Search Legislation

Housing and Regeneration Act 2008

Section 226 - Overview

658.This section describes the power to impose fines to penalise failures by registered providers.

Section 227 - Grounds for imposition

659.This section specifies the grounds on which the regulator may decide to require registered providers to pay fines. As well as being satisfied that one of the grounds specified in this section applies, the regulator must also be satisfied that a fine is the appropriate penalty for the identified problem.

660.Subsections (2) to (7) of this section specify the cases where the regulator may issue a fine. These cases are where:

  • the registered provider has failed to meet a standard established under sections 193 or 194

  • the affairs of the registered provider have been mismanaged

  • the registered provider has failed to comply with an enforcement notice

  • the registered provider has failed to comply with an undertaking that it has given to the regulator

  • the registered provider has failed to pay an annual fee under section 117(2),and

  • where offences under this Part of the Act have been committed by the registered provider.

661.Subsection (8) provides that where the regulator is satisfied that an offence has been committed in respect of a registered provider by an individual, the grounds for imposing a penalty are as in subsection (7), and the regulator may require the individual rather than the provider to pay the fine. This subsection also provides that, in such cases, references in this Part of the Act to a registered provider can be read as references to that person.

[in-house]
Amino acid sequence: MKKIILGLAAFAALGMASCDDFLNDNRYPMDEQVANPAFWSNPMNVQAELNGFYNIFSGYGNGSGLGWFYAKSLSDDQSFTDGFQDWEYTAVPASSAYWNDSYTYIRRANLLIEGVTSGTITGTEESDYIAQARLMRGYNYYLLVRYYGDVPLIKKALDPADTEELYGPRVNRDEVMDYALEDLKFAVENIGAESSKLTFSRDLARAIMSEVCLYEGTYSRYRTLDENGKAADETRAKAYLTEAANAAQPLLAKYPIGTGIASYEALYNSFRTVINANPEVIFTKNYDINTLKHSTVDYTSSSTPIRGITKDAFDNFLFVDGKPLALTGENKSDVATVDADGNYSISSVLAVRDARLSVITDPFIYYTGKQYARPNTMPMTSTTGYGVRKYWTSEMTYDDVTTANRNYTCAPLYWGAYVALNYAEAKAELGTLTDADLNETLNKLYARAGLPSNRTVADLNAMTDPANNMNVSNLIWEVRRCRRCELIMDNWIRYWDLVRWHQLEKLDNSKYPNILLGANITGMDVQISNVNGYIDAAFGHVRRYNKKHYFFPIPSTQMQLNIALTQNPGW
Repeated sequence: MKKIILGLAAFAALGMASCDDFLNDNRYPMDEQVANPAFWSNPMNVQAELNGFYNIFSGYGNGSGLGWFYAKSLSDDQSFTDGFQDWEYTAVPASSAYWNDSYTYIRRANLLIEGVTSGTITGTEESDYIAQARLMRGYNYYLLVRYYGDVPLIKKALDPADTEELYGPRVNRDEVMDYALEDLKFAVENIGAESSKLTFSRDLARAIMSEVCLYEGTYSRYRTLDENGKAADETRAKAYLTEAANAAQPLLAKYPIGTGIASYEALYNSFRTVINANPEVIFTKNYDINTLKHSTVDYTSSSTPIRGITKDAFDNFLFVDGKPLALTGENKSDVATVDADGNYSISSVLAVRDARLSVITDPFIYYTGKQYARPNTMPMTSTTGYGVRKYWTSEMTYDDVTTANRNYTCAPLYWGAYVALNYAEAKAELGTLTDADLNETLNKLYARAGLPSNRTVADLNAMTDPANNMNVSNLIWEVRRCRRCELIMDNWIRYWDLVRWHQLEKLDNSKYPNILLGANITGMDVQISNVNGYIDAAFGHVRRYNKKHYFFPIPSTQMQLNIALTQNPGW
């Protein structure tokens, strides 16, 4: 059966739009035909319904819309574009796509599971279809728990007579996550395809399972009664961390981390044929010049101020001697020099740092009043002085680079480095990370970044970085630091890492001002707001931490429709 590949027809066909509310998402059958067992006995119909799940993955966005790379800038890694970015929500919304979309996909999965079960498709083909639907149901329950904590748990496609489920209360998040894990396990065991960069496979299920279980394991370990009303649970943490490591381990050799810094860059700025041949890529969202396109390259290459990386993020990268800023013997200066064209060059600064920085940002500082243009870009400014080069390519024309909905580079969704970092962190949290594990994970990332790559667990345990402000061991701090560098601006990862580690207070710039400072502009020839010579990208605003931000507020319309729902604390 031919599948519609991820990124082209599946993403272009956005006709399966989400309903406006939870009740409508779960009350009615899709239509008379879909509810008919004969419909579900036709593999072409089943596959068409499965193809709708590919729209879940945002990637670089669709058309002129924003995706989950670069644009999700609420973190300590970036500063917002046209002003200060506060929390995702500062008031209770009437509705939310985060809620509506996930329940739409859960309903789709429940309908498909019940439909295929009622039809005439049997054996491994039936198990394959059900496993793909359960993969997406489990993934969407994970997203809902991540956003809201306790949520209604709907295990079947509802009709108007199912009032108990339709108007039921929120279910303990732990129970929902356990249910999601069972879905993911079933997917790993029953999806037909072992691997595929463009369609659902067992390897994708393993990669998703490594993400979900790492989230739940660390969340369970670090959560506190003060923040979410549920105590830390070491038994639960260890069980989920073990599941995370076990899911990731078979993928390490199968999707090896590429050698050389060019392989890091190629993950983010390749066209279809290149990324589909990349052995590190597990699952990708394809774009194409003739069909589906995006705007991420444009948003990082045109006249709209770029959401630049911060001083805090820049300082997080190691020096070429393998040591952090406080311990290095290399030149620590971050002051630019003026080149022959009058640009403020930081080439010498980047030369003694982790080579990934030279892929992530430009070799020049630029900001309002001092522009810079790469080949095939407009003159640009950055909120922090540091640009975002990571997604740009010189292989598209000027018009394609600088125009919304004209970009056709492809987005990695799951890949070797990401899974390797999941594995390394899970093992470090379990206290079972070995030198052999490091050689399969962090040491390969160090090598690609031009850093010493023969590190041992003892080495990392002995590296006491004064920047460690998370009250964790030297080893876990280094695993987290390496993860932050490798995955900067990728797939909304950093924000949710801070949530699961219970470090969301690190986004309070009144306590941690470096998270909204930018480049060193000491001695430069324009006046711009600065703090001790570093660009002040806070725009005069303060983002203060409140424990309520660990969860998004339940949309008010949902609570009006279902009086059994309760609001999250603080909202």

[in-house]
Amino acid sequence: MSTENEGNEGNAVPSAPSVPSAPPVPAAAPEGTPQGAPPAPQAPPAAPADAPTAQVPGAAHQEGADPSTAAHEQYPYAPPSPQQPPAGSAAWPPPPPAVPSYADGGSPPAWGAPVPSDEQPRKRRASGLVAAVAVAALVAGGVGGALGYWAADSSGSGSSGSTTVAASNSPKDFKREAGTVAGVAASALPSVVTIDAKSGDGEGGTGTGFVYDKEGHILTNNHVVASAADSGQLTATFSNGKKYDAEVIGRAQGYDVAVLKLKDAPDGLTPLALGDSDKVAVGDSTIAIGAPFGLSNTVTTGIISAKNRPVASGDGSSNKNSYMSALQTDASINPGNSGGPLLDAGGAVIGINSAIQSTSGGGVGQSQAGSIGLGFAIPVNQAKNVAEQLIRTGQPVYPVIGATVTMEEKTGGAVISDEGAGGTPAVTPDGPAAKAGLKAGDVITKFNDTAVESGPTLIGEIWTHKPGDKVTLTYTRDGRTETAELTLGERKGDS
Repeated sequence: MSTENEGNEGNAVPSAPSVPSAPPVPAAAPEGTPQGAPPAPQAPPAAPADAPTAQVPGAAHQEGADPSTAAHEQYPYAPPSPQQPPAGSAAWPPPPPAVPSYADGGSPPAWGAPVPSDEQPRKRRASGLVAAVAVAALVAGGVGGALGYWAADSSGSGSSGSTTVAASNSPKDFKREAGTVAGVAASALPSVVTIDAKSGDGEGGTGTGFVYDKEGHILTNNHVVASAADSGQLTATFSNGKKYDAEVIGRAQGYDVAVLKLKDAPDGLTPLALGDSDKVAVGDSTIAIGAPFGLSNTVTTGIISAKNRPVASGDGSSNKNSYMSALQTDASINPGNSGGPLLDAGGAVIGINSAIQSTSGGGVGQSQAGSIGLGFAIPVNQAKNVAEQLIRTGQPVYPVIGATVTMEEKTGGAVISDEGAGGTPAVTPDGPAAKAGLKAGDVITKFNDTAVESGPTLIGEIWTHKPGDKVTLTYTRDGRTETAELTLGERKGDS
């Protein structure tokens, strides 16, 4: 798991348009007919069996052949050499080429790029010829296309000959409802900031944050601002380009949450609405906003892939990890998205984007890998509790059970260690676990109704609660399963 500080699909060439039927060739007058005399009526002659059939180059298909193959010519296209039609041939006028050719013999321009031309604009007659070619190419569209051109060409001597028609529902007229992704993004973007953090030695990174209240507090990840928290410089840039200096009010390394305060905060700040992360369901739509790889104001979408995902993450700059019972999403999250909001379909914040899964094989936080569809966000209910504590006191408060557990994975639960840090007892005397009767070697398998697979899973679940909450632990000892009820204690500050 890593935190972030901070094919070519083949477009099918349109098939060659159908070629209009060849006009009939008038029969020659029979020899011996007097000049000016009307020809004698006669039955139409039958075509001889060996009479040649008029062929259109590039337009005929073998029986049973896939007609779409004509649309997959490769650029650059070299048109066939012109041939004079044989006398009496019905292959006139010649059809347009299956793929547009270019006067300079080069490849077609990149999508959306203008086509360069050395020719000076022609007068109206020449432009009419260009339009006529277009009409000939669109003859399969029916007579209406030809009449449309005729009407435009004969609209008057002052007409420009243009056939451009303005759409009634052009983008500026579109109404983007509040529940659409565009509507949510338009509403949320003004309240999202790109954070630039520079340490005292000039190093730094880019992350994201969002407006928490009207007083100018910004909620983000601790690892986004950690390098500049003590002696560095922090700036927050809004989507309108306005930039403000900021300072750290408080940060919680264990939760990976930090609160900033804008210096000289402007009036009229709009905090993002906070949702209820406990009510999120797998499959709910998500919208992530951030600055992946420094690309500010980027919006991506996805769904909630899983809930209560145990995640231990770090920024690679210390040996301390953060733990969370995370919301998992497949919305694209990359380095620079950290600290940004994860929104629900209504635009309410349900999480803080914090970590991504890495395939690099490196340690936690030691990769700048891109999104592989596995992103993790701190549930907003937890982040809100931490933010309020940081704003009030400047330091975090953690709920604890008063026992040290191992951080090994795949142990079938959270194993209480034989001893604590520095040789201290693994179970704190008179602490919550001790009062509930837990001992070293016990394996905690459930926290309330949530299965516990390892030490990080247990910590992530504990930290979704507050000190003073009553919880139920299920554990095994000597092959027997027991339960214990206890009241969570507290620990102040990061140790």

662.Subsection (9) requires that the regulator must be satisfied beyond reasonable doubt in respect of the grounds at subsection (7).

Section 228 - Imposition

663.This section provides that a penalty is imposed by a written notice being served on a registered provider. Subsection (2) requires the notice to specify which of the cases listed in subsections (2) to (7) of section 227 is the basis for the notice, the amount of the penalty that must be paid, how the penalty must be paid, the deadline for the payment of that fine, and any interest or additional penalty payable in the event of late payment.

664.Subsections (3) and (4) require that the penalty notice explain the effect of sections 234(1), (3) and (6) and section 235. These state that a penalty is treated as a debt to the regulator; that interest is treated as penalty; that, if an offence is punished with a penalty, it may not also be punished through prosecution; and that the provider can appeal to the High Court.

665.Subsection (5) provides for the Secretary of State to make further regulations about the period for payment of fines, the content of the penalty notice and the way in which a penalty notice may be served.

Section 229 - Amount

666.This section provides that the amount of the fine for Case 6 of section 227, where an offence has been committed by a registered provider, may not exceed the maximum amount that the court could impose in those cases. In all other cases the maximum amount of penalty that the regulator may impose is £5,000. The Secretary of State may amend this maximum penalty of £5,000 by affirmative resolution order.